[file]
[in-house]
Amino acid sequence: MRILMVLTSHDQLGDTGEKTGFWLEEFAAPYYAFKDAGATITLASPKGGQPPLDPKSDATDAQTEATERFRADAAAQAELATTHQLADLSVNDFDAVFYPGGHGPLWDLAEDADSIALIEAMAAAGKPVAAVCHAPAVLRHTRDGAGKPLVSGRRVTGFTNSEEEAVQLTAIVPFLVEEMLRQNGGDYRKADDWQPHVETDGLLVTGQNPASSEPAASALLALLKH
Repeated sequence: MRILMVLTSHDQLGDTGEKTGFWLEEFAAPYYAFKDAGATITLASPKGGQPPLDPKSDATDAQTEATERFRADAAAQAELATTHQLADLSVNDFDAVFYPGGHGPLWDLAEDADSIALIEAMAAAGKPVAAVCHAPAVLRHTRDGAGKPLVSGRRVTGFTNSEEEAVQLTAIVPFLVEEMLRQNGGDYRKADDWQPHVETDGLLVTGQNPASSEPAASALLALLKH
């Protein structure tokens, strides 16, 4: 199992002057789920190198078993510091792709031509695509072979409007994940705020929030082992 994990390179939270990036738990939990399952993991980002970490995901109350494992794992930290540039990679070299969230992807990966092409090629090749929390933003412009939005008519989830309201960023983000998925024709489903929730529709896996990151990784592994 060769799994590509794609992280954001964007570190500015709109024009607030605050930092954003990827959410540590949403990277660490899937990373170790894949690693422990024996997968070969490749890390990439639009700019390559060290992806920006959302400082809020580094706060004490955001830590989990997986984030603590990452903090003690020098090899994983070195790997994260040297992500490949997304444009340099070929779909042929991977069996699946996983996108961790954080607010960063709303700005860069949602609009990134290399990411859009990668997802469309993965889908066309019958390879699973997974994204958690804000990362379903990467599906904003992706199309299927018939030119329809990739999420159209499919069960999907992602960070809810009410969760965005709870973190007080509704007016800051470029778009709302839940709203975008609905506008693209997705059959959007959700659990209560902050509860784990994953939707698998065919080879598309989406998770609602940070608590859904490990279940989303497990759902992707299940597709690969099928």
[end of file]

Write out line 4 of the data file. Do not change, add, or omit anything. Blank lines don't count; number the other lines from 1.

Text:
């Protein structure tokens, strides 16, 4: 199992002057789920190198078993510091792709031509695509072979409007994940705020929030082992 994990390179939270990036738990939990399952993991980002970490995901109350494992794992930290540039990679070299969230992807990966092409090629090749929390933003412009939005008519989830309201960023983000998925024709489903929730529709896996990151990784592994 060769799994590509794609992280954001964007570190500015709109024009607030605050930092954003990827959410540590949403990277660490899937990373170790894949690693422990024996997968070969490749890390990439639009700019390559060290992806920006959302400082809020580094706060004490955001830590989990997986984030603590990452903090003690020098090899994983070195790997994260040297992500490949997304444009340099070929779909042929991977069996699946996983996108961790954080607010960063709303700005860069949602609009990134290399990411859009990668997802469309993965889908066309019958390879699973997974994204958690804000990362379903990467599906904003992706199309299927018939030119329809990739999420159209499919069960999907992602960070809810009410969760965005709870973190007080509704007016800051470029778009709302839940709203975008609905506008693209997705059959959007959700659990209560902050509860784990994953939707698998065919080879598309989406998770609602940070608590859904490990279940989303497990759902992707299940597709690969099928």